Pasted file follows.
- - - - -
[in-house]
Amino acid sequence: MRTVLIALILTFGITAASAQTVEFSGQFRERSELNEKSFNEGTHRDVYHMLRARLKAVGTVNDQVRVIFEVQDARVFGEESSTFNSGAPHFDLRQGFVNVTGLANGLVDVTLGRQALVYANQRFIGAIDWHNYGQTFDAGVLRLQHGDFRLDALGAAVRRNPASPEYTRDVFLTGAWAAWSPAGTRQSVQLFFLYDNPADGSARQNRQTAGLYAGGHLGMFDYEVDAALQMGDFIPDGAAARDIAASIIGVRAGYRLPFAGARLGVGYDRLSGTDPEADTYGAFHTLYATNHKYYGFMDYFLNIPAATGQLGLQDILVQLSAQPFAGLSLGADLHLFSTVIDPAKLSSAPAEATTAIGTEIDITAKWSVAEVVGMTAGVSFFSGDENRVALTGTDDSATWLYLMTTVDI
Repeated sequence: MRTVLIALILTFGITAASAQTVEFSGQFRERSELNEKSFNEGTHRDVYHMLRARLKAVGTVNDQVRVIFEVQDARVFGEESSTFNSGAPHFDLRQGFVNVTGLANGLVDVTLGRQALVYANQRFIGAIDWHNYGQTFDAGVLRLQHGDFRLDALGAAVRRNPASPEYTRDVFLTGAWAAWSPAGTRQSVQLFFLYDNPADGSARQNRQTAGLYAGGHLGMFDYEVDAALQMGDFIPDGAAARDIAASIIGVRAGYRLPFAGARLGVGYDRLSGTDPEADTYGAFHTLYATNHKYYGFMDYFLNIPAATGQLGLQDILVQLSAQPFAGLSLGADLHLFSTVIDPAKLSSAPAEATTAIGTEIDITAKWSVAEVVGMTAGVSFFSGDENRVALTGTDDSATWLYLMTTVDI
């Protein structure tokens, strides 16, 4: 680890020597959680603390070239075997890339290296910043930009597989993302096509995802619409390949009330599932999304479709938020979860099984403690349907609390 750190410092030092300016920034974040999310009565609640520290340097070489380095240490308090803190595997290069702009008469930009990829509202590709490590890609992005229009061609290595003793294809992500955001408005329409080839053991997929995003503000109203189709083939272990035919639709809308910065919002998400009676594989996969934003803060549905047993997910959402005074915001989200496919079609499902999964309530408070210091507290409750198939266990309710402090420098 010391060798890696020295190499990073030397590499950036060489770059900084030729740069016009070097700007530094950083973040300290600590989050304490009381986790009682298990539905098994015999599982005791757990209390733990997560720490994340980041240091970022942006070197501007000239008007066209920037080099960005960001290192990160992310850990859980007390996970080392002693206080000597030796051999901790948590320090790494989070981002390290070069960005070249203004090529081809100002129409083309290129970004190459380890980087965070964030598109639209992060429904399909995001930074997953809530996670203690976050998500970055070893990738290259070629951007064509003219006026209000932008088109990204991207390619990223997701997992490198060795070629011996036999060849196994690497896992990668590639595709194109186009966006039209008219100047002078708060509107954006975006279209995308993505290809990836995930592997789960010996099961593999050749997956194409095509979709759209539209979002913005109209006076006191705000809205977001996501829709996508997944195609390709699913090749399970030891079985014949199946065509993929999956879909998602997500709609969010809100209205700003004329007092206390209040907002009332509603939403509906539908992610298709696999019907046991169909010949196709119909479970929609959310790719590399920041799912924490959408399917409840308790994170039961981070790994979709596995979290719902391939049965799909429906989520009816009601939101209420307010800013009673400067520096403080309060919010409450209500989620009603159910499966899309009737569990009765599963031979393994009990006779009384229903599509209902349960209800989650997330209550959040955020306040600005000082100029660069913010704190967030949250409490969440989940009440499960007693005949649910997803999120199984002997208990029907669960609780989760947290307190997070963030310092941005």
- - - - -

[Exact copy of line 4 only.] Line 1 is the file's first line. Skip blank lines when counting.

């Protein structure tokens, strides 16, 4: 680890020597959680603390070239075997890339290296910043930009597989993302096509995802619409390949009330599932999304479709938020979860099984403690349907609390 750190410092030092300016920034974040999310009565609640520290340097070489380095240490308090803190595997290069702009008469930009990829509202590709490590890609992005229009061609290595003793294809992500955001408005329409080839053991997929995003503000109203189709083939272990035919639709809308910065919002998400009676594989996969934003803060549905047993997910959402005074915001989200496919079609499902999964309530408070210091507290409750198939266990309710402090420098 010391060798890696020295190499990073030397590499950036060489770059900084030729740069016009070097700007530094950083973040300290600590989050304490009381986790009682298990539905098994015999599982005791757990209390733990997560720490994340980041240091970022942006070197501007000239008007066209920037080099960005960001290192990160992310850990859980007390996970080392002693206080000597030796051999901790948590320090790494989070981002390290070069960005070249203004090529081809100002129409083309290129970004190459380890980087965070964030598109639209992060429904399909995001930074997953809530996670203690976050998500970055070893990738290259070629951007064509003219006026209000932008088109990204991207390619990223997701997992490198060795070629011996036999060849196994690497896992990668590639595709194109186009966006039209008219100047002078708060509107954006975006279209995308993505290809990836995930592997789960010996099961593999050749997956194409095509979709759209539209979002913005109209006076006191705000809205977001996501829709996508997944195609390709699913090749399970030891079985014949199946065509993929999956879909998602997500709609969010809100209205700003004329007092206390209040907002009332509603939403509906539908992610298709696999019907046991169909010949196709119909479970929609959310790719590399920041799912924490959408399917409840308790994170039961981070790994979709596995979290719902391939049965799909429906989520009816009601939101209420307010800013009673400067520096403080309060919010409450209500989620009603159910499966899309009737569990009765599963031979393994009990006779009384229903599509209902349960209800989650997330209550959040955020306040600005000082100029660069913010704190967030949250409490969440989940009440499960007693005949649910997803999120199984002997208990029907669960609780989760947290307190997070963030310092941005």